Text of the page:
Ashland, Oregon fire, 1959

It was 50 years ago, Saturday, that two fires threatened Ashland, Oregon. Here is the beginning of an article about the fires, from the Mail Tribune:

It was 105 degrees on Aug. 8, 1959, when two fires broke out in the dry grass above the railroad tracks by Jackson Hot Springs, near Highway 99 and South Valley View Road.

The fires grew quickly, driven by steady winds, and began climbing through the Ashland Mine Road area toward Wrights Creek canyon, raising a giant plume of smoke and ash.

By nightfall, the flames had traveled five miles to the crest of the Ashland watershed, and thousands of awed townsfolk watched as the flames consumed big pines and firs that exploded in the dark. Many feared the flames would creep into town.

The Oregon Shakespeare Festival went on with its production of “Antony and Cleopatra,” despite the flames on nearby hills, helping the Ashland Fire Department keep traffic off the streets.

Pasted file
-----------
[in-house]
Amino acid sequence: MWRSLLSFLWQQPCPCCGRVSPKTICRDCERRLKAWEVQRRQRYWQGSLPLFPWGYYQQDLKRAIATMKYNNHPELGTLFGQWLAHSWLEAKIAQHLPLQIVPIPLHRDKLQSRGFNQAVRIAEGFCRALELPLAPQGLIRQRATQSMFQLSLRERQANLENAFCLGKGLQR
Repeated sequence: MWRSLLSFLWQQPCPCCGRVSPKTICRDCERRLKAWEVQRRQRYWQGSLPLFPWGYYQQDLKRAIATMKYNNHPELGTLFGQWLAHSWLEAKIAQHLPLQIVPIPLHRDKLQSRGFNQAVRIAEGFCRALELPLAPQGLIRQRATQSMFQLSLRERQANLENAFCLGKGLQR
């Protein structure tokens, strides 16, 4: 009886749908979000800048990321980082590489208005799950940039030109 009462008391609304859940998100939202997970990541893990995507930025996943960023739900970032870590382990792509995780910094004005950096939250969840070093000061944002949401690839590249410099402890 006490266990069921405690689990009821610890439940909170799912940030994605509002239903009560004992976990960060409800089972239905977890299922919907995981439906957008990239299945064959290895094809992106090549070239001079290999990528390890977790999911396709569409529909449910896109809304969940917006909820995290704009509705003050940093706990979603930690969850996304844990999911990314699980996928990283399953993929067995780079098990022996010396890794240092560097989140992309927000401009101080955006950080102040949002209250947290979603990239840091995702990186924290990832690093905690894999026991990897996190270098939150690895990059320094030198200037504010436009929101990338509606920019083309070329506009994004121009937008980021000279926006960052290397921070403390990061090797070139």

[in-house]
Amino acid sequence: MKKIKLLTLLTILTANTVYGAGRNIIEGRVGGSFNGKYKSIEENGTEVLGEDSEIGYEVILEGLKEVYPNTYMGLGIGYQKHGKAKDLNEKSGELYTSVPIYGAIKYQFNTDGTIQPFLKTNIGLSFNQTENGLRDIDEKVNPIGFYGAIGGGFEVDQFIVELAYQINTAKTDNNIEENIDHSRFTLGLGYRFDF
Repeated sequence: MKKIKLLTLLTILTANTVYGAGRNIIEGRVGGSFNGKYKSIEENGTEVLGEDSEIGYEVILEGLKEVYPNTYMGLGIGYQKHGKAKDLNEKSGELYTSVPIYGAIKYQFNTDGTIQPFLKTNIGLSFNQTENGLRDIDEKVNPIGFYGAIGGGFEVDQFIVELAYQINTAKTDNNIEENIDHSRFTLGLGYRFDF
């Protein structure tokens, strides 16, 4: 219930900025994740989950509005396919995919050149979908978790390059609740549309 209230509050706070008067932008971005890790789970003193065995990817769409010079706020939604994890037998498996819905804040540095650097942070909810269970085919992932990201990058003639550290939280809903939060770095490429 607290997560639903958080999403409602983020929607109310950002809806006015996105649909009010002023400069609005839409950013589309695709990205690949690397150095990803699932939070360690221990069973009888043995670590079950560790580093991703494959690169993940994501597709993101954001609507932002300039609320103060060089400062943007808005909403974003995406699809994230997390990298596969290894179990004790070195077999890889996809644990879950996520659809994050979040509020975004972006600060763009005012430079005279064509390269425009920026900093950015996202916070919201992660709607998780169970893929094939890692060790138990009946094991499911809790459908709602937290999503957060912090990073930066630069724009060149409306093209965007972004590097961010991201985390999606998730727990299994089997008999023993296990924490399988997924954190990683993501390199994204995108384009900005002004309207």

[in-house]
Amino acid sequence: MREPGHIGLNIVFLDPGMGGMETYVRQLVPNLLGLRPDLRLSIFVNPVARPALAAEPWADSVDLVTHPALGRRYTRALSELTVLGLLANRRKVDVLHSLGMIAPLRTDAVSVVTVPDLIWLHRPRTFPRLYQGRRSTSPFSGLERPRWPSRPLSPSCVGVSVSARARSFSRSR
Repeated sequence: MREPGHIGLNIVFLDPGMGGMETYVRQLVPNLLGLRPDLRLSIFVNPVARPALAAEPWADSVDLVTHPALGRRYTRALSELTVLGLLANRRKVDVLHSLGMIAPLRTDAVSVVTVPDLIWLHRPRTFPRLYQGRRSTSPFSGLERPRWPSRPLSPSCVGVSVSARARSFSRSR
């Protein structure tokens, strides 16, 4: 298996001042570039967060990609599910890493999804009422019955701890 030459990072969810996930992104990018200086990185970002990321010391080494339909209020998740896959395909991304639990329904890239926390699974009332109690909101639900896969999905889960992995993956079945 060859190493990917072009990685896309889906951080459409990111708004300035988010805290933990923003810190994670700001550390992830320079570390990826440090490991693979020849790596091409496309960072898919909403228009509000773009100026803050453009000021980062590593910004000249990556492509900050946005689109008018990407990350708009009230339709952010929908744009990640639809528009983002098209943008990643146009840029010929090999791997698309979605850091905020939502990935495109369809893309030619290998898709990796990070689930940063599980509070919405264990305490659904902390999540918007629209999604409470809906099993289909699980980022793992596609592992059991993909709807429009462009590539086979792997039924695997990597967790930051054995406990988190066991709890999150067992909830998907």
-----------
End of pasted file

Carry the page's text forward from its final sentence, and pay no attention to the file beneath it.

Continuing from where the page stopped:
“It was a terrible conflagration,” said Bill Patton, the festival’s retired executive director. “The trees exploded like Roman candles in the intense heat. The wind was blowing. It was amazing. We’d turn and look at the audience and here were a thousand faces, cherry red, reflecting the flames.”

The actors playing Antony and Cleopatra were visiting Ashland, staying in the motor court then located in Lithia Park, recalled Patton’s wife, Shirley. “When they left for the theater, they took their precious things with them. But the fire stopped at the crest.”

The rest of the article is HERE.

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Author: Bill Gabbert

After working full time in wildland fire for 33 years, he continues to learn, and strives to be a Student of Fire.